You are in your car, you are late for a meeting, and you are looking for a place to park in the lot where you work. Another driver coming in the opposite direction sees an open parking space at about the same time that you do. A pedestrian blocks your way for just a moment, you slow down, and the other driver quickly pulls into the open space you thought was yours. Your blood starts to boil and you pull your car in behind the other fellow’s car, roll down your window, and start screaming at him that you saw the space first and he is a son of a bitch for taking your space. You have a Virginia concealed carry permit and you are carrying a 9 mm semi-auto handgun locked and loaded in your car’s center console.

The pedestrian who was briefly in your way sees and hears all the commotion and suggests that you calm down and find another parking space.

The driver who took “your” parking space can hear you screaming at him as he exits his car and he flips you the bird with a grin on his face. You continue yelling at him, mixing in obscenities, and tell him what a nice paint job his car has, as you wave your car key at him.

That’s when he loses his temper, gets back in his car, and comes out with a tire iron in his hand. He demands that you get out of your car so he can do a little bodywork on it.

You grab your gun from the console, conceal it in your jacket pocket, and get out of your car. Mr. Tire Iron sees you exit your car, raises his weapon over his head, and starts coming toward you with a snarl on his face.

Believing that you are facing an immediate deadly force attack, you pull your gun from your jacket pocket and shoot Mr. Tire Iron twice in the chest. Down he goes and he dies before there is time for any help to arrive.

Was this lawful self-defense on your part? After all, Mr. Tire Iron made the first move to initiate a physical attack, and he came at you with clearly hostile intent and a deadly weapon. Or are you now facing a lengthy prison term for a homicide?

You might be surprised to learn that under Virginia law, you gave up your right to claim self-defense by verbally initiating the confrontation, and you are now facing a lengthy prison term.


If you didn’t know the correct answers to these questions, you are not alone. But if you rely on firearms for personal defense, your life and your freedom will one day depend on you knowing the right answers.

If you would like to find out how to recover your right of self-defense and lawfully deal with situations where you are initially at fault, click on the link below and sign up for our course – “The Legal Use of Firearms for Self-Defense in Virginia.” We will teach you all about Virginia’s strict limits on the use of firearms for self-defense and help you to lawfully manage deadly force confrontations like this one and others you will see in everyday life.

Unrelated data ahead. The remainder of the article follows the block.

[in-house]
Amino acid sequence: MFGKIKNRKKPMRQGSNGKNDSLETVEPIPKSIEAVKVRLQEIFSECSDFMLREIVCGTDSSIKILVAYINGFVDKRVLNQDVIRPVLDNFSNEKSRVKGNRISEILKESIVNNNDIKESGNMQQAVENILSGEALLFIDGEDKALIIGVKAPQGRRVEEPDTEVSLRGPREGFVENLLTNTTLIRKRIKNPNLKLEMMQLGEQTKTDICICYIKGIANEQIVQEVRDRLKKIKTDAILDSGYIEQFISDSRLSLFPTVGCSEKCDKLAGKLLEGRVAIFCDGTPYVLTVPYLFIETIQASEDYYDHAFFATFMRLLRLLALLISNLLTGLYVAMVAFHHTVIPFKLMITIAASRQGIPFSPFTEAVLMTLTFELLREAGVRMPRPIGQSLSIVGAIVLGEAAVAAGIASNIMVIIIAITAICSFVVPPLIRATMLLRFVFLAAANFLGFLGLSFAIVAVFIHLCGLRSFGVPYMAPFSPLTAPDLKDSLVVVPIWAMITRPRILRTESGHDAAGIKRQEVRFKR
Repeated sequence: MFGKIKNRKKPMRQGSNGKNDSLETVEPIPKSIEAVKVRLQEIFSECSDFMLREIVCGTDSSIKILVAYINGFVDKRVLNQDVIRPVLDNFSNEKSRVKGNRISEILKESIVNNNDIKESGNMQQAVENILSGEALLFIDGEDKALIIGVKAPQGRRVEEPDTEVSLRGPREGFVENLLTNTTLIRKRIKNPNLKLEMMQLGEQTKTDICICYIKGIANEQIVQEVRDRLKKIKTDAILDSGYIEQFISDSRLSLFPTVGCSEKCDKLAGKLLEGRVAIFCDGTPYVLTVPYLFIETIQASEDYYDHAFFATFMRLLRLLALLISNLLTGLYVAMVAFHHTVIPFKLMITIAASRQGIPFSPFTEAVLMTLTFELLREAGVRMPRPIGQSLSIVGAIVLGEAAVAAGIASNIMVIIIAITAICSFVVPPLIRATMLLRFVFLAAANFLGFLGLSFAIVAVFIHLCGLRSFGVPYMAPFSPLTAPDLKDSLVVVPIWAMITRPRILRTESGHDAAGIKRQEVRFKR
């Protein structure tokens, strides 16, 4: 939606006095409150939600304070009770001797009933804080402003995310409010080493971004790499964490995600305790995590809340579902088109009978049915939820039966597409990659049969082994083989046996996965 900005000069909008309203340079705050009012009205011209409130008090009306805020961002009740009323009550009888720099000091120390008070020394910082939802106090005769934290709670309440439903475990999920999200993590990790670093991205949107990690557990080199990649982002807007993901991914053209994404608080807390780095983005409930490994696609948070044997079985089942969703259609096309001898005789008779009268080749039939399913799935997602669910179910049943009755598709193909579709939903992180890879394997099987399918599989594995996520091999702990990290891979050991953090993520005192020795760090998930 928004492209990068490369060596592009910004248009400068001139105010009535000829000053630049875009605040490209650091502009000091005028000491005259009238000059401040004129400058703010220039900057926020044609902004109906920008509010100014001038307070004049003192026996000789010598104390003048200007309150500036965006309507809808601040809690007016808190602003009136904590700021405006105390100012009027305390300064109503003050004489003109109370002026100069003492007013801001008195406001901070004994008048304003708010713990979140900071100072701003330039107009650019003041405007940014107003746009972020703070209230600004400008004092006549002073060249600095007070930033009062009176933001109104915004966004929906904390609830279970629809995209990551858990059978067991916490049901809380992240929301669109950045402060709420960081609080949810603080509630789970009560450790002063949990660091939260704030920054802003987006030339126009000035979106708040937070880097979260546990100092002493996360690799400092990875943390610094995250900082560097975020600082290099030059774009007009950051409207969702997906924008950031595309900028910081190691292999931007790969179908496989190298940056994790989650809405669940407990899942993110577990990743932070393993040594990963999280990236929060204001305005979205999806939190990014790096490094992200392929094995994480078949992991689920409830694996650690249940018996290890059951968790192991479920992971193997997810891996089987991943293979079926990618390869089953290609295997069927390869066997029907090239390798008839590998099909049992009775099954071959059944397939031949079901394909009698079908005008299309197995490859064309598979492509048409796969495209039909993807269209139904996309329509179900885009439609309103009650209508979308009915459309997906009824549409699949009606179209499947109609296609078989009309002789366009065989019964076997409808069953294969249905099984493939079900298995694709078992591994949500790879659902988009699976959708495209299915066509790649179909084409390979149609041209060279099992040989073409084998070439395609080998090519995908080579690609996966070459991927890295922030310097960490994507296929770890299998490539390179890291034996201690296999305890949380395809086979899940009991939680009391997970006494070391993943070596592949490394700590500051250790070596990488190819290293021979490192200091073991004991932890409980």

Stephen L. Sulzer
Mr. Sulzer has been practicing law in Washington, D.C., for 40 years and has been a partner at some of the city’s most prominent national law firms, including Steptoe & Johnson and, most recently, California-based Manatt, Phelps & Phillips. In fall 2013, Mr. Sulzer broke away from Big Law to found his own law firm, and after much planning and preparation, expanded his practice to encompass firearms-related matters. He is particularly focused on criminal and civil defense work for clients who have had to use firearms in self-defense. He has also expanded into matters involving federal and state firearms regulation, as well as Second Amendment-based litigation. Mr. Sulzer has an AV Preeminent Peer and Judicial Rating from Martindale Hubbell, the highest rating given by Martindale-Hubbell for legal skills and professional ethics. Mr. Sulzer is pleased to have been selected as a referral attorney for both the United States Concealed Carry Association and the Armed Citizens Legal Defense Network. Mr. Sulzer has developed a two-part training course entitled “The Legal Use of Firearms for Self-Defense in Virginia – When the Defensive Use of Firearms Is Permissible and How to Win the Legal Battle That Will Follow.” For the past five years, Mr. Sulzer has taught the course regularly in northern Virginia at the Nation’s Gun Show in Chantilly and Fredericksburg (through Historic Arms Corp.’s Firearms Training Store), at Silver Eagle Group in Ashburn; at Fairfax Rod & Gun Club in Manassas; and at The Gun Dude in Falls Church. The course has received enthusiastic reviews from the northern Virginia shooting community and has become the gold standard for those who carry concealed or rely on firearms for home security and self-defense. Mr. Sulzer is now offering the course live online through the National Firearms Law Institute. He is also developing an online version of the course covering the law of self-defense in several mid-atlantic and southeastern states and will ultimately cover the law in all 50 states and the District of Columbia. Mr. Sulzer has also expanded NFLI’s course offerings with a new course on Virginia’s 2020 gun control legislation and a short course on insurance coverage and other programs available to protect your finances if you are involved in a self-defense incident. Mr. Sulzer has been active in the shooting sports dating back to the mid-1990s, when he began shooting service rifles in competition against the Marine Corps Rifle Teams and the Army Marksmanship Unit. He began his competitive shooting career with the M1A and transitioned to the AR-15 in 2000. He competed in three position “across the course” iron sight matches at distances of 200, 300, and 600 yards, and has also competed at 1,000 yards. When Mr. Sulzer retired from competition in 2005, he was shooting Master level scores. He still shoots handguns (particularly M-1911s) avidly, has held a Virginia Concealed Carry Permit since the late 1990s, and is an NRA-certified pistol instructor.
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